But some invaders manage to slip in with ease, none more mystifyingly
than the ant nest beetle.
Adult beetles stride into an ant colony in search of a mate, without
being harassed. They lay eggs, from which larva hatch. As far as
scientists can tell, workers feed the young beetles as if they were
When the beetles grow into adults, the ants swarm around them,
grooming their bodies. In exchange for this hospitality, the beetles
sink their jaws into ant larvae and freshly moulted adults in order to
drink their body fluids.
Social organisms are superentities. Where they exist they dominate. A good evolutionary strategy for an creature which is not of the social organism's species is to ingratiate itself into the society of the social organism, benefitting from its protection and resources.
This is what the Asari do. They are nest parasites of intelligent social species. Their "attractiveness" is interpreted as sexual by humans but is something more primal - it is an induced perception of desirability or charisma which makes members of social species feel like the Asari individual should be a valued part of the society or family or mate group. Much in the way the ant nest beetles are perceived by the ants.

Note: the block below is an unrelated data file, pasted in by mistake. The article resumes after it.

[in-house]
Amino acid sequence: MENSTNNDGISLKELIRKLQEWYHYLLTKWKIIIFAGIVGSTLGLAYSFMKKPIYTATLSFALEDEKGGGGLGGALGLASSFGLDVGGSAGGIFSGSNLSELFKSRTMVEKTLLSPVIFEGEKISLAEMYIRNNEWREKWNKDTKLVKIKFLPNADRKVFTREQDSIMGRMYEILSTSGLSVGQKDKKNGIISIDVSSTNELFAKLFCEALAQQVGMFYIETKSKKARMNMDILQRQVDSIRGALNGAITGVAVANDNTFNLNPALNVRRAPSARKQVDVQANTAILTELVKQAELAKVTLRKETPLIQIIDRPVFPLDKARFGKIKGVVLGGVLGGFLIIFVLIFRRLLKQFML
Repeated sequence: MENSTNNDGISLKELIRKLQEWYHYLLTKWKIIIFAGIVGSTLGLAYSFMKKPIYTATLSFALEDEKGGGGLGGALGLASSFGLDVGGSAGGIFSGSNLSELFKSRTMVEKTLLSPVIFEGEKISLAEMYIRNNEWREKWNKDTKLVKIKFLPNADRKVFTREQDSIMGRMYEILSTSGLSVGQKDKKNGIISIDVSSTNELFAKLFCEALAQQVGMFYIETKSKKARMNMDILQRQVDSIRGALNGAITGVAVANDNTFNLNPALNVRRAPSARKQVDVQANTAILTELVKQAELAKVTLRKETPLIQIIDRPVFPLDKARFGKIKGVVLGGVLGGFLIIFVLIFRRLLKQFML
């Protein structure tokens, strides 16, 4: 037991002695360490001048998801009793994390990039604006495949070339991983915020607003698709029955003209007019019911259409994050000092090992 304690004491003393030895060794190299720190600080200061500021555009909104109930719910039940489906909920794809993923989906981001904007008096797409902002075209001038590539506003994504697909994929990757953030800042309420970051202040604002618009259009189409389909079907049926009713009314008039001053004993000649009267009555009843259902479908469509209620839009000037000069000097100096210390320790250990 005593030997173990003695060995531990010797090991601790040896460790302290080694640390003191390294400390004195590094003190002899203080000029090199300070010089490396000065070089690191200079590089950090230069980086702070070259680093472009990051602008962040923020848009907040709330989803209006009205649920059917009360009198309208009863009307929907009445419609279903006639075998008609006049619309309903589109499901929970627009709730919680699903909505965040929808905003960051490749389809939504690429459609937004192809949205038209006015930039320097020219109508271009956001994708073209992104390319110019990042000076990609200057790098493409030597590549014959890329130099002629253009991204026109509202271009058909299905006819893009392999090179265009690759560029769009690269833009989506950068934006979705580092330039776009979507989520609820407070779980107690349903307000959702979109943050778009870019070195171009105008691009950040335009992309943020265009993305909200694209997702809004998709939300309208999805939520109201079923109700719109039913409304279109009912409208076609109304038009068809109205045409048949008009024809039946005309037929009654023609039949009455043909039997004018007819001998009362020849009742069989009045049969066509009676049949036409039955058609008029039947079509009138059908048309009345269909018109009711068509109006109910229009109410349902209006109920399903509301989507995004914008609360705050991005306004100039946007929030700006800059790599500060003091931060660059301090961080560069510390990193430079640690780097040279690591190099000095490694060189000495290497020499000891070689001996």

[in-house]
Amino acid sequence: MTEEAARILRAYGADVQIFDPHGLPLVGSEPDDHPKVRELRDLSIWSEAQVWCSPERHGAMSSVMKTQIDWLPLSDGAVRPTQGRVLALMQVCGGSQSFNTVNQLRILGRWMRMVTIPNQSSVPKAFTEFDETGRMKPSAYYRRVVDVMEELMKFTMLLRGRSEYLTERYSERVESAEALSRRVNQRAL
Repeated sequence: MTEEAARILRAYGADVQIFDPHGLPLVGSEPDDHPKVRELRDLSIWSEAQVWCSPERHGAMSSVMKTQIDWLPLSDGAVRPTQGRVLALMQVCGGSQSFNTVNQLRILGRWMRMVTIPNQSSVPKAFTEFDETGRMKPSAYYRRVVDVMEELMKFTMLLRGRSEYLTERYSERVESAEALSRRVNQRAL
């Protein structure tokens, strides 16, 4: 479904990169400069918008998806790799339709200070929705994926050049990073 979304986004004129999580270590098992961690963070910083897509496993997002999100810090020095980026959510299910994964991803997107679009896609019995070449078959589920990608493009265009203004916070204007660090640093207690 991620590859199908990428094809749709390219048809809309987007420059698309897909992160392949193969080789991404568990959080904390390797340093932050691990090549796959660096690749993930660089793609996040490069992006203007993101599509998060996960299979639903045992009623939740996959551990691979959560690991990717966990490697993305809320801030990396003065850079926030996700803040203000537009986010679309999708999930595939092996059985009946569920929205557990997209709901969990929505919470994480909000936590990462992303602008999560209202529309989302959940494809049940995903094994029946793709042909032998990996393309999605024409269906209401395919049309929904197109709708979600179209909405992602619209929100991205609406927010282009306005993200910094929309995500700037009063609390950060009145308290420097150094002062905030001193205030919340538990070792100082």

Social insects are bound together with sound and smell cues. For intelligent social species (which would be all spacefaring species) it would not be surprising that the neural mechanisms which hold together social species might have evolved convergently, and so all be susceptible to the same mechanisms the Asari evolved to trick the social species they evolved with on their homeward.
The prediction: intelligent asocial creatures (a rarity I would think) would be immune to the Asari. But synthetic social species might not.
The question - why would Asari reproduce in the company of a member of the social species? If a member of the parasitized social species accepts the Asari as a mate, that means he or she has been well and truly tricked. The hustle is effective and that Asari individual is safely ensconced in a social nest. Resources and protection will therefore be available to the next generation as well, and with those things ensured it is a good time to reproduce.